- Medial utility incision to the navicular
The medial utility incision can be used to approach any of the medial structures of the foot, including tendons, joints and bones.
The incision can potentially extend from the great toe along the medial column to the back of the talus. Most often, we use only a portion of the overall length of this approach.
The medial utility incision is in a safe plane between the posterior tibialis and the anterior tibialis. There are no major neurovascular structures in this region. Superficial small veins can be cauterized during the approach.
For the medial approach to the navicular, the area along the medial utility incision over the navicular is used. The incision can be extended proximally to allow access to the talonavicular joint, or distally for access to the cuneiforms, first metatarsal base and naviculo-cuneiform and intertarsal joints.
The anterior tibialis tendon can be found at its insertion on the medial cuneiform or the base of the first metatarsal. The master knot of Henry can be found plantar to the cuneiform, where the flexor digitorum longus (FDL) and flexor hallucis longus (FHL) cross.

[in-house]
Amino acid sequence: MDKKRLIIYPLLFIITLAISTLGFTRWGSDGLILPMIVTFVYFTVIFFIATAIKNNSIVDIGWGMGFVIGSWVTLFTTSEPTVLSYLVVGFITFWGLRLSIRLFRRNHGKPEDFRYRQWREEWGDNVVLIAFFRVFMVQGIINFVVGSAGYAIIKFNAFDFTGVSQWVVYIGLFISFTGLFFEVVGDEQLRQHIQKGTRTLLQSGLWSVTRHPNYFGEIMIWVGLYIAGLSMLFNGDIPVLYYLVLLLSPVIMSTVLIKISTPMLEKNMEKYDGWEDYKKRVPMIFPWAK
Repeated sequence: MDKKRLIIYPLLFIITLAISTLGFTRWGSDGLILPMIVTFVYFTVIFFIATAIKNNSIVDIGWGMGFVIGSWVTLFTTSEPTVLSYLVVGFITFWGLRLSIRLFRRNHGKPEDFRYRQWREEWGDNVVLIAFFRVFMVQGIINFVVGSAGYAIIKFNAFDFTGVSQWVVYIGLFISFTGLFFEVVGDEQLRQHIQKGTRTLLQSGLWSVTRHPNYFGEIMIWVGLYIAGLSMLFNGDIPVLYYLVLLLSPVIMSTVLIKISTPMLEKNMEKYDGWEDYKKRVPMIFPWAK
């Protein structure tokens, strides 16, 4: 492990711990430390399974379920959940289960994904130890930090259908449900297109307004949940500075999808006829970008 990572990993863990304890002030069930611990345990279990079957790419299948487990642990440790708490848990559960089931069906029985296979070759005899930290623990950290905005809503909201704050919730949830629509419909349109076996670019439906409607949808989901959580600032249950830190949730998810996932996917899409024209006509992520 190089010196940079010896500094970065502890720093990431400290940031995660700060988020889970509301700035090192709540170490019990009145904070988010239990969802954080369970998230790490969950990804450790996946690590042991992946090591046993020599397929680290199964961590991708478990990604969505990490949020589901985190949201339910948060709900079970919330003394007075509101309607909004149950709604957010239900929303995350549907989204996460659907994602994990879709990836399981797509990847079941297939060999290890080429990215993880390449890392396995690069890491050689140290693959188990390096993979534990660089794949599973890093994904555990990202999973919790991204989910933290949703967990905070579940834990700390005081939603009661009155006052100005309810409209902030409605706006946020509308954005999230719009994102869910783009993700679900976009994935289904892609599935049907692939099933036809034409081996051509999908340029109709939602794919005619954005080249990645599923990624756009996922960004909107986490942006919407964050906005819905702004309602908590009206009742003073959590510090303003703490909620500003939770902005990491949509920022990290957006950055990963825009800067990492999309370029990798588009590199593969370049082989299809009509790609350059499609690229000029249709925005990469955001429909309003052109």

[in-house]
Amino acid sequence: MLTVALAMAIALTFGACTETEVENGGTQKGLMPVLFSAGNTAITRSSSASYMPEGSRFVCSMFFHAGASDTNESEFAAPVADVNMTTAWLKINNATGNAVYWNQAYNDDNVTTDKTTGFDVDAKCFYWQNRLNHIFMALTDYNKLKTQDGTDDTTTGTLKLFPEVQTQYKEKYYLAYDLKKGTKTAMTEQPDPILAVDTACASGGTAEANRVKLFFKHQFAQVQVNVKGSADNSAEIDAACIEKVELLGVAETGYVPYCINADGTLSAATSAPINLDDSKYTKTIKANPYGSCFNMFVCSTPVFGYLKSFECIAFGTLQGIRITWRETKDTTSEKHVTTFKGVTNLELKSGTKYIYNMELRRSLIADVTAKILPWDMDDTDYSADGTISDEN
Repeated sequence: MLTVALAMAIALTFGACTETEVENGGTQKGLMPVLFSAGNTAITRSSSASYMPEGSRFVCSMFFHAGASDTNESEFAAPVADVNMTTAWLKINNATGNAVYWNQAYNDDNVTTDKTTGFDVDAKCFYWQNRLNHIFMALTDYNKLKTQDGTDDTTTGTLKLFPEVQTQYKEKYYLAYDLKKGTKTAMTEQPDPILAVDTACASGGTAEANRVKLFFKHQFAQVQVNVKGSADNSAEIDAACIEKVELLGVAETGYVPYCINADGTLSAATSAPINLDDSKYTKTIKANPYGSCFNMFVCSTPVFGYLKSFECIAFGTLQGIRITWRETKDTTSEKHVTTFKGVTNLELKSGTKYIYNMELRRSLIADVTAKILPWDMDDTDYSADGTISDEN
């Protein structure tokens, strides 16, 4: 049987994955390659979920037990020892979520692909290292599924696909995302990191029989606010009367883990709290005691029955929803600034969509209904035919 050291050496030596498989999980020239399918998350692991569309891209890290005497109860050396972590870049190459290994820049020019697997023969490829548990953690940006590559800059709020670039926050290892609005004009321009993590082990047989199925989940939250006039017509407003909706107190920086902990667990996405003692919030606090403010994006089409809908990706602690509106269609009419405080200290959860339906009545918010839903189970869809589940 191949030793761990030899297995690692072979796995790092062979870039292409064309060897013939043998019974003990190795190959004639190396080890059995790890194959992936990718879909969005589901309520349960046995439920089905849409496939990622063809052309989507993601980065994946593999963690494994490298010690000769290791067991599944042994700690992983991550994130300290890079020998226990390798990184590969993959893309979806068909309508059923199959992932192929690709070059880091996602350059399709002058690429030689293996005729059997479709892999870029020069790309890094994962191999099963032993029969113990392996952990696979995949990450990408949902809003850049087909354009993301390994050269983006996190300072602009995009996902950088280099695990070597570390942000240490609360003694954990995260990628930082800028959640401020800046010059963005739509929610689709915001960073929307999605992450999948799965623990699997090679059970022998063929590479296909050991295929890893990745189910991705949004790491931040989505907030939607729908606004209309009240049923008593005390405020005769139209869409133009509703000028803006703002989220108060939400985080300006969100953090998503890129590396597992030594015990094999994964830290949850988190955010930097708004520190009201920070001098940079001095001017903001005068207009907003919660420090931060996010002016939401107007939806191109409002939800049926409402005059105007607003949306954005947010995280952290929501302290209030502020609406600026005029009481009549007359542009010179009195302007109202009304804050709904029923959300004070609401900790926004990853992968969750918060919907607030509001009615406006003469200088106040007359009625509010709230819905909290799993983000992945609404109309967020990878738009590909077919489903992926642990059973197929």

Additional dorsomedial incision
If there is a navicular fracture with comminution and loss of the architecture of the navicular part of the talo-navicular joint, then a dorsomedial incision may be used to properly reconstruct the shape of the navicular.
If fracture care requires a more extensile approach, the advantages of better reduction are balanced against wider dissection causing stripping/loss of blood supply which may impede healing. If the dorsomedial approach is required, care should be taken to minimize dissection.
For details of the dorsomedial approach, click here.
Closing the dead space
The medial utility incision can be closed in layers. A few deep stitches here can close the plantar medial space that may have resulted from the dissection, especially where the master knot has been approached. This should be done with great care in order to prevent development of a foot compartment syndrome.